Whatever happened to your plans to be a writer who would combine the wit of Clive James, the grim irony of Edmund Cooper and the firmness of purpose of Saunders Lewis? Whatever happened to your wish to be seen as the maker of the pithy phrase, the persuader of the benighted serfs of your country that, yes, they could live and breathe free without the tit of Mother-In-Law England to suck on? Whatever happened to those thoughts of at least appearing on the radio frequently, where your ready yet cultivated wit and your quirky tastes in music might evince critical success?

Whatever happened to your fire? Whatever happened to (if you'll pardon the phrase) your spunk?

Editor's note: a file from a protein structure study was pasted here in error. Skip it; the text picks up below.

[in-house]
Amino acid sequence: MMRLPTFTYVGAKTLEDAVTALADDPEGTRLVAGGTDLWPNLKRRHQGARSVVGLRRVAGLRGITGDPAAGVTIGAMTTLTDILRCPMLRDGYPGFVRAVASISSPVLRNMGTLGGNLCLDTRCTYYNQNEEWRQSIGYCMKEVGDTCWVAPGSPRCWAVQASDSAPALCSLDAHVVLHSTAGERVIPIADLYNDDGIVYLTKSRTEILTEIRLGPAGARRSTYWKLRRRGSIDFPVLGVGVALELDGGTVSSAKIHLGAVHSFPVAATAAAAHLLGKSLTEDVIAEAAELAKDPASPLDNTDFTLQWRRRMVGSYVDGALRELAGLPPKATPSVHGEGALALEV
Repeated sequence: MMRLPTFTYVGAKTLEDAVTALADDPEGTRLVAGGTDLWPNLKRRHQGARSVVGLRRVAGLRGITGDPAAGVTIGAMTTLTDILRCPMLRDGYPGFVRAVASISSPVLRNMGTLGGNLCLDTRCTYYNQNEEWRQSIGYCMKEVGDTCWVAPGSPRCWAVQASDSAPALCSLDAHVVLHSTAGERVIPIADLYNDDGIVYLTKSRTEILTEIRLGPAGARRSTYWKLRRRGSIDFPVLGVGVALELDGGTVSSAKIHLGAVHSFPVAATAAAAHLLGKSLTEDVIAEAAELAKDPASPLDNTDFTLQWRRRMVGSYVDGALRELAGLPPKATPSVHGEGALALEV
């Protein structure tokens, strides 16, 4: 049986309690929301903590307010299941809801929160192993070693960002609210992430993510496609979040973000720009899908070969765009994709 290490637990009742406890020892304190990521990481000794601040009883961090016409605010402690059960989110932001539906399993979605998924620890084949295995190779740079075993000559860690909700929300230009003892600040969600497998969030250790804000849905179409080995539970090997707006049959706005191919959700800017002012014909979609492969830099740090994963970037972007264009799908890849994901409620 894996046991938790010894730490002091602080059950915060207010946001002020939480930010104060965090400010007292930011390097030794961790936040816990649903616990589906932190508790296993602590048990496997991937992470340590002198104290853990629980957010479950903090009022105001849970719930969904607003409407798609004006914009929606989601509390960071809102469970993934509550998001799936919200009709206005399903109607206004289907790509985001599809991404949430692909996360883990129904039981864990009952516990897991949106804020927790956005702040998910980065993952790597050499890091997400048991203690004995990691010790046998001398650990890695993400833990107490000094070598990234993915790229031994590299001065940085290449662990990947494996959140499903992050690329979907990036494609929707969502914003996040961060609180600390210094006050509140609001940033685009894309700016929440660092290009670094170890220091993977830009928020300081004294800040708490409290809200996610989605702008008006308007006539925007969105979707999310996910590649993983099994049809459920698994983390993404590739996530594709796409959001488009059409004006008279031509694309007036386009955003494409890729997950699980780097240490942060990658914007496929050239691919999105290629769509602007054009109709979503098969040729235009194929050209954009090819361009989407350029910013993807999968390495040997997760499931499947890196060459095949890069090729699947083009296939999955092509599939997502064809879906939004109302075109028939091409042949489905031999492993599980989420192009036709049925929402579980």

In short; whatever happened to you, boy?

But perhaps it was all just as well. I may have been singularly ill-suited to any of those rôles; someone of altogether solitary and reticent tendencies would probably not have fared very well in any of them, and even the messy contingencies of intimate relationships may have been too much for my psyche to cope with. I might well have ended up in either the nick or the nut-house (although I concede that there may still be possibilities in either of those directions). But I can't help wondering that it might have been interesting to find out.

Yet still I find myself trying to play the same trick upon myself as I did as the '1' changed to a '2' and the '9' to a '0'. I sit here knowing that - however few in number, however unable to offer me a fame and fortune which would now be of only limited attraction or utility in any case - someone will read this tosh, if only by the accident of a random search or an amusing mis-typing in their Search Engine Of Choice. And so, I feel the need to offer a sort of reassurance that I don't view the prospect of becoming Officially Decrepit in a couple of hours from now as being a moment for unrelenting gloom.